Orwell’s 1984. Whatever he had to say on the matter, it now seems a more innocent world. At least, I think it must have been more innocent.
Otherwise, there’s really no excuse for the lyrics of Do They Know It’s Christmas?
Over the years I must have heard Band Aid’s smash-hit Number One hundreds of times. But I’m not sure I’ve ever really listened to the lyrics – until last week.
Aged 10 when the single first stormed the charts in December 1984, I felt a hazy glow whenever I heard it, assured in the sense that ‘we’ were doing something good for ‘them’. It was also a great anthem to sing along to at the school Christmas disco.
But this year it suddenly struck me how Eurocentric (and blatantly inaccurate) the lyrics are.
I guess in this more innocent world, global relations were still viewed by our nation’s pop stars from a quasi-colonial perspective, and our ideas of charity were delineated by images of the bountiful privileged passing down handouts to the ignorant hordes.
Even so, referring to Africa as a single entity throughout is a bit of a shocker. At the time, people were starving in Ethiopia in their hundreds of thousands.
But Morocco was experiencing a period of rapid economic growth, South Africa was moving towards the overthrow of apartheid, and Madagascar was embracing eco-tourism.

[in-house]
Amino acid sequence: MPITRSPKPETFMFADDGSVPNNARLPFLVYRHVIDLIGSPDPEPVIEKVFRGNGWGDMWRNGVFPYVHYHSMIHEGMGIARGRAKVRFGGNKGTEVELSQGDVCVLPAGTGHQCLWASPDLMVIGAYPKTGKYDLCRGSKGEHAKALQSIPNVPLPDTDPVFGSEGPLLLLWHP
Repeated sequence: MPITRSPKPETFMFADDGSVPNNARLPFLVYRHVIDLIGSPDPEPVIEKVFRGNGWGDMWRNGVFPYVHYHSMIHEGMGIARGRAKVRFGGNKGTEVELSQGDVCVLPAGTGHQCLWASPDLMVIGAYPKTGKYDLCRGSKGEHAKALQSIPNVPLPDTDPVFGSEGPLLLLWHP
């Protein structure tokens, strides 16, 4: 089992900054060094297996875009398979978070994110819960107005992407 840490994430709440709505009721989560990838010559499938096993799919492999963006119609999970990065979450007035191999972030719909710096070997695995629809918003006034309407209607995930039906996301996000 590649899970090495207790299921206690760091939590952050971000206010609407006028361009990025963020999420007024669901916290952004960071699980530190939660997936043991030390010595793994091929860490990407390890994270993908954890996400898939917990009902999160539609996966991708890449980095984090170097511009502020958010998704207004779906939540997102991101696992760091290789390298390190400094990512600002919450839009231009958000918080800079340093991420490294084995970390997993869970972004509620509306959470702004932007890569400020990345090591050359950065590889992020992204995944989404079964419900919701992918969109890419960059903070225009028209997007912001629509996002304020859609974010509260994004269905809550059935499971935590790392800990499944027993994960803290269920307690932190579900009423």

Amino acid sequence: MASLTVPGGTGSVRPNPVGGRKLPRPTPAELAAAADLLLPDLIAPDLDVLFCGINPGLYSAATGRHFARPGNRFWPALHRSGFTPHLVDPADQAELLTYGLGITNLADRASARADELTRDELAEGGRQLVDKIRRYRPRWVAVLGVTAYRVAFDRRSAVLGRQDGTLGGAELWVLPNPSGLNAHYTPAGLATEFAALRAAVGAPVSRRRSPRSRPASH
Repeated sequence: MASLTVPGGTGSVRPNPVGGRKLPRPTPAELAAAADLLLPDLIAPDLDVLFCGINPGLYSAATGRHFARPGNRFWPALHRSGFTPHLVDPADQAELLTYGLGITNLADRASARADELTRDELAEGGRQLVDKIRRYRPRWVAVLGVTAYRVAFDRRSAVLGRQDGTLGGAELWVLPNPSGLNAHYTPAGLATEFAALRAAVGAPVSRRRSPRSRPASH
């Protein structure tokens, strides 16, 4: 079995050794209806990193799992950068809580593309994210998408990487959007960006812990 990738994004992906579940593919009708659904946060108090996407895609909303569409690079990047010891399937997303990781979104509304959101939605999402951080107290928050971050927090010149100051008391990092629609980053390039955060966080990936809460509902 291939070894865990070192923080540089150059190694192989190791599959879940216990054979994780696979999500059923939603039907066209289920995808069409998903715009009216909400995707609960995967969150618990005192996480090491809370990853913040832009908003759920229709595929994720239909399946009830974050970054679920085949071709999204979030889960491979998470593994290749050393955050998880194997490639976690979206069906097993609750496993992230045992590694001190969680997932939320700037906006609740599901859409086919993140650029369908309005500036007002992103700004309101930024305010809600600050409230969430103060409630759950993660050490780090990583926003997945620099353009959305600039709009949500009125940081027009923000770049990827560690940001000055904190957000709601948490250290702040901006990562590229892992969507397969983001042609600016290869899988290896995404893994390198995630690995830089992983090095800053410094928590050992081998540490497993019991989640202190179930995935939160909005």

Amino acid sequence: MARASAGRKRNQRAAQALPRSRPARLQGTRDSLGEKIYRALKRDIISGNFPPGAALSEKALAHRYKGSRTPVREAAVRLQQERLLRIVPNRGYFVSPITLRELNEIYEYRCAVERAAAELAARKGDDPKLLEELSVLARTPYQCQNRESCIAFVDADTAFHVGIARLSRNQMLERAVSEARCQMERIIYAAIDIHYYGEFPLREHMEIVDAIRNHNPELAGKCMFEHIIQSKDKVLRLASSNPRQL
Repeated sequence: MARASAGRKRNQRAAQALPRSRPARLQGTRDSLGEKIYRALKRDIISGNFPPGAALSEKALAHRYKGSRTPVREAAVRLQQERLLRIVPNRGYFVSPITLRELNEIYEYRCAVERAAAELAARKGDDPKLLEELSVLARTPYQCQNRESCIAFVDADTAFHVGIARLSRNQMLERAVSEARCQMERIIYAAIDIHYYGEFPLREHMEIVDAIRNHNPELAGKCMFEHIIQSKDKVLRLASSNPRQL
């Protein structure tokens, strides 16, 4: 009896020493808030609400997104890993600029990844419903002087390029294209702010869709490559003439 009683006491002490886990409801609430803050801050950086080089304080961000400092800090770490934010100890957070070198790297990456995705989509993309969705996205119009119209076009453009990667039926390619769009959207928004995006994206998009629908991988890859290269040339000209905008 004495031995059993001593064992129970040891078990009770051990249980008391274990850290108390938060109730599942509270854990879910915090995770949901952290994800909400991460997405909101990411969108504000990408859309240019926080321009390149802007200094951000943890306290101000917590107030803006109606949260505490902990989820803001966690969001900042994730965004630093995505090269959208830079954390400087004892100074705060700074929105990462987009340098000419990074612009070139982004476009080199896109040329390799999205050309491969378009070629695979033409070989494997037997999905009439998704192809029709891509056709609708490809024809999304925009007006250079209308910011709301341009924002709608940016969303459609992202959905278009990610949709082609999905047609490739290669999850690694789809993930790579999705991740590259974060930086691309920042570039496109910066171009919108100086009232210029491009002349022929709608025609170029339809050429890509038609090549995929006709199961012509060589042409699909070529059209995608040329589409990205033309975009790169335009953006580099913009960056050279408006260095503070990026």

Africa is probably the most diverse continent on Earth, in terms of climate, topography, wildlife and even people.
As a continent, it boasts the highest global rate of human genetic diversity, with more diverse genealogies than the rest of the world combined.
This makes it hard to agree that ‘nothing ever grows/no rain or river flows’.
Indeed, for those living in the flood-prone Nile delta, the claim that ‘the only water flowing/is the bitter sting of tears’ must carry its own sense of painful irony.
Perhaps all that diversity makes it hard to spread the word about a Christian holiday that isn’t even celebrated universally across the European continent, never mind the world as a whole (the Russian Orthodox Church holds its religious festival in January rather than December, for example).
People in South Africa probably didn’t need Bob Geldof’s Eighties memo to remember to hang up their stockings…December 25 is already a public holiday.
Nigeria also has its own festive traditions, with families throwing big parties and cooking dishes such as Tuwon Shinkafa, a rice pudding served with various meat stews.
Festivities are often held outdoors, or - in the words of Band Aid – ‘Underneath that burning sun’. As I sit shivering underneath a sky of unremitting gloominess, I have to ask - jealous, much?
Having said that, Muslims in Tunisia , Morocco and Algeria are much less likely to have the date inscribed on their calendar.
Perhaps they would find the insistent reminder to ‘Let them know it’s Christmas time again’ an irritating command?
In criticising the lyrics (not the tune – which I still find pleasingly rousing. Unlike Morrissey, whose aversion led him to quip: ‘One can have great concern for the people of Ethiopia, but it’s another thing to inflict daily torture on the people of Great Britain.’), I don’t wish to be accused of Scroogery.